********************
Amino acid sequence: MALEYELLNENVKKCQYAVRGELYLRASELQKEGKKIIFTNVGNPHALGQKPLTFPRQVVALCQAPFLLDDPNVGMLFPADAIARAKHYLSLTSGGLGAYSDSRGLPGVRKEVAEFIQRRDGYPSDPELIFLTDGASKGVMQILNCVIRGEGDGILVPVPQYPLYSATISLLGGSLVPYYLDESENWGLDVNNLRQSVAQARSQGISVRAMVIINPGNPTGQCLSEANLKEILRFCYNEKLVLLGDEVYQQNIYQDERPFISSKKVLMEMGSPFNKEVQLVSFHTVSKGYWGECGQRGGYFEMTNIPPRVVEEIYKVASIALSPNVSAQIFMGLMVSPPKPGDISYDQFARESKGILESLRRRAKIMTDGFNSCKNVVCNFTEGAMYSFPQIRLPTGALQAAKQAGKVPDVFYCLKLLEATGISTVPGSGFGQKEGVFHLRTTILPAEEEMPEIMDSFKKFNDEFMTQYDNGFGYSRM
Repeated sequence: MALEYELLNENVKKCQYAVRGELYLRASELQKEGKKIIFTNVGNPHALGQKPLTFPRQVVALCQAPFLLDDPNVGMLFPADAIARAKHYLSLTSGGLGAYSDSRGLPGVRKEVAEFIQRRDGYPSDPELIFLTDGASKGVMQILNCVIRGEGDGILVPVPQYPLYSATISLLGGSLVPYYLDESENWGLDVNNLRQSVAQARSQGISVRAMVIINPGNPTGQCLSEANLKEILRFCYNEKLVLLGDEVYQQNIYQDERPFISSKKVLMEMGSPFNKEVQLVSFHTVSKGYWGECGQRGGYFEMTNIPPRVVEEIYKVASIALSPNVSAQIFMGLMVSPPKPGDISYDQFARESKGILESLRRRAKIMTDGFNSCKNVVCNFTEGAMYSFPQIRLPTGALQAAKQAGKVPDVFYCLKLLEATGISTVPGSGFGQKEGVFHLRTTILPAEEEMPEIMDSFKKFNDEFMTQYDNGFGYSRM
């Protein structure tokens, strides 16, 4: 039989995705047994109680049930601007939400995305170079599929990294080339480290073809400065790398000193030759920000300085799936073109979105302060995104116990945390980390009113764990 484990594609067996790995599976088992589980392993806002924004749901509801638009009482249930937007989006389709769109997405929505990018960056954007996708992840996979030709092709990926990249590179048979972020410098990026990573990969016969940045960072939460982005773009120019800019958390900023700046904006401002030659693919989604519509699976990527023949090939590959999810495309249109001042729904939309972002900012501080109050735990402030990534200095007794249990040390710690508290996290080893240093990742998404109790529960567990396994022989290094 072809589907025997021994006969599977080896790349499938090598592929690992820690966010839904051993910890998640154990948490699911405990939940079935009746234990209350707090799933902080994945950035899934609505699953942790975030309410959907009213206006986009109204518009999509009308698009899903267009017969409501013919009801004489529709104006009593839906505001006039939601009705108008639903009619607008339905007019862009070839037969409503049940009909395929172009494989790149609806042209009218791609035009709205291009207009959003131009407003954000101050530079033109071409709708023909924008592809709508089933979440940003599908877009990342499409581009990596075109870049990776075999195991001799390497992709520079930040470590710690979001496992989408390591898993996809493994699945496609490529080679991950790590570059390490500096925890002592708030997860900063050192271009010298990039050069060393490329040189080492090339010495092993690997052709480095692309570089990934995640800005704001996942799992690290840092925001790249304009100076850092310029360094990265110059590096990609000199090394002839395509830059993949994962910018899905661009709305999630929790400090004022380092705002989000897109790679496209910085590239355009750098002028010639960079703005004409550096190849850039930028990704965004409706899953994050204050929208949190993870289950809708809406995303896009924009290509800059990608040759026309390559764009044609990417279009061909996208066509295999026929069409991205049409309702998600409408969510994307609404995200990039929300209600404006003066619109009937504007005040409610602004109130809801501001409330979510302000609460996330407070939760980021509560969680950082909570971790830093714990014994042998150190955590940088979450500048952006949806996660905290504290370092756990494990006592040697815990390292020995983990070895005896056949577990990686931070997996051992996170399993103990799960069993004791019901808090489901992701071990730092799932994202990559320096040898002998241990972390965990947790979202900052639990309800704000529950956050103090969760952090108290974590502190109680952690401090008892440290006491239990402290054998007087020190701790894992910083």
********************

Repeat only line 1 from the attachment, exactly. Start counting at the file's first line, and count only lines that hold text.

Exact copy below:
Amino acid sequence: MALEYELLNENVKKCQYAVRGELYLRASELQKEGKKIIFTNVGNPHALGQKPLTFPRQVVALCQAPFLLDDPNVGMLFPADAIARAKHYLSLTSGGLGAYSDSRGLPGVRKEVAEFIQRRDGYPSDPELIFLTDGASKGVMQILNCVIRGEGDGILVPVPQYPLYSATISLLGGSLVPYYLDESENWGLDVNNLRQSVAQARSQGISVRAMVIINPGNPTGQCLSEANLKEILRFCYNEKLVLLGDEVYQQNIYQDERPFISSKKVLMEMGSPFNKEVQLVSFHTVSKGYWGECGQRGGYFEMTNIPPRVVEEIYKVASIALSPNVSAQIFMGLMVSPPKPGDISYDQFARESKGILESLRRRAKIMTDGFNSCKNVVCNFTEGAMYSFPQIRLPTGALQAAKQAGKVPDVFYCLKLLEATGISTVPGSGFGQKEGVFHLRTTILPAEEEMPEIMDSFKKFNDEFMTQYDNGFGYSRM